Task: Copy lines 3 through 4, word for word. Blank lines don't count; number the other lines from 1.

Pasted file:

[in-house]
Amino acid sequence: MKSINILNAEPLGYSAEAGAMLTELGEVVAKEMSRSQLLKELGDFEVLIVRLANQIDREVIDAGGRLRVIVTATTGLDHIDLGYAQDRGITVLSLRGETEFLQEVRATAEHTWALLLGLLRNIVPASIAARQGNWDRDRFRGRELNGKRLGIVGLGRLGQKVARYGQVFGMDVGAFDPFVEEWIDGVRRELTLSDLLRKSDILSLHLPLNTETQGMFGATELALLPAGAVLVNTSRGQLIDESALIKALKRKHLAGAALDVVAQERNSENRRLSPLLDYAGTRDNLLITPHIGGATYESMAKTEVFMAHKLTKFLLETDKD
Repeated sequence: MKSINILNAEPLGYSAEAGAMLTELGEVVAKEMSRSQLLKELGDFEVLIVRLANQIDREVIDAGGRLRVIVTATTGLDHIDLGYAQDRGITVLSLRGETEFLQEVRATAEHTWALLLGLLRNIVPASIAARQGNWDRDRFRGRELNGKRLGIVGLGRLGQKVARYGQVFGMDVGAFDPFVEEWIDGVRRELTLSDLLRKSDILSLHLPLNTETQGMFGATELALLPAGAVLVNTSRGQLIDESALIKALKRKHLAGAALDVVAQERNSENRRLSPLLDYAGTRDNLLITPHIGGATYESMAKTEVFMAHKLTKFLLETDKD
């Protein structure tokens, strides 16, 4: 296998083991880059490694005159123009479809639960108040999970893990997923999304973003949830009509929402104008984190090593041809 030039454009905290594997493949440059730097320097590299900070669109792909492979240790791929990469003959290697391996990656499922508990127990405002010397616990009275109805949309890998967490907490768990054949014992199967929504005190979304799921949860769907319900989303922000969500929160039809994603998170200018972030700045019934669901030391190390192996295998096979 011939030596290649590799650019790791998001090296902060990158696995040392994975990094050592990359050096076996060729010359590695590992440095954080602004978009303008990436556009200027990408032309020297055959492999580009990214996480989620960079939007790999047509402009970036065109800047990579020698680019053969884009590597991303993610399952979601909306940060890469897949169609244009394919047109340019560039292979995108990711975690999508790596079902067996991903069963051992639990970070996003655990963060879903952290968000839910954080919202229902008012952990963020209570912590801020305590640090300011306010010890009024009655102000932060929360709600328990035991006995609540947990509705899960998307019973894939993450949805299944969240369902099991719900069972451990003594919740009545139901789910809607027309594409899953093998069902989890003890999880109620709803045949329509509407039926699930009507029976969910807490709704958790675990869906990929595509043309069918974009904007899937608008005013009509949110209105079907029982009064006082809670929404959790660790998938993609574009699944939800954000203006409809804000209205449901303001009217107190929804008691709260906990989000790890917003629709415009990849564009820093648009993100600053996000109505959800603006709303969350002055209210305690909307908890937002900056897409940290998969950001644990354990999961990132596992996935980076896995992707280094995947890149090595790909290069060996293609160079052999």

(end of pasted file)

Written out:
Repeated sequence: MKSINILNAEPLGYSAEAGAMLTELGEVVAKEMSRSQLLKELGDFEVLIVRLANQIDREVIDAGGRLRVIVTATTGLDHIDLGYAQDRGITVLSLRGETEFLQEVRATAEHTWALLLGLLRNIVPASIAARQGNWDRDRFRGRELNGKRLGIVGLGRLGQKVARYGQVFGMDVGAFDPFVEEWIDGVRRELTLSDLLRKSDILSLHLPLNTETQGMFGATELALLPAGAVLVNTSRGQLIDESALIKALKRKHLAGAALDVVAQERNSENRRLSPLLDYAGTRDNLLITPHIGGATYESMAKTEVFMAHKLTKFLLETDKD
């Protein structure tokens, strides 16, 4: 296998083991880059490694005159123009479809639960108040999970893990997923999304973003949830009509929402104008984190090593041809 030039454009905290594997493949440059730097320097590299900070669109792909492979240790791929990469003959290697391996990656499922508990127990405002010397616990009275109805949309890998967490907490768990054949014992199967929504005190979304799921949860769907319900989303922000969500929160039809994603998170200018972030700045019934669901030391190390192996295998096979 011939030596290649590799650019790791998001090296902060990158696995040392994975990094050592990359050096076996060729010359590695590992440095954080602004978009303008990436556009200027990408032309020297055959492999580009990214996480989620960079939007790999047509402009970036065109800047990579020698680019053969884009590597991303993610399952979601909306940060890469897949169609244009394919047109340019560039292979995108990711975690999508790596079902067996991903069963051992639990970070996003655990963060879903952290968000839910954080919202229902008012952990963020209570912590801020305590640090300011306010010890009024009655102000932060929360709600328990035991006995609540947990509705899960998307019973894939993450949805299944969240369902099991719900069972451990003594919740009545139901789910809607027309594409899953093998069902989890003890999880109620709803045949329509509407039926699930009507029976969910807490709704958790675990869906990929595509043309069918974009904007899937608008005013009509949110209105079907029982009064006082809670929404959790660790998938993609574009699944939800954000203006409809804000209205449901303001009217107190929804008691709260906990989000790890917003629709415009990849564009820093648009993100600053996000109505959800603006709303969350002055209210305690909307908890937002900056897409940290998969950001644990354990999961990132596992996935980076896995992707280094995947890149090595790909290069060996293609160079052999």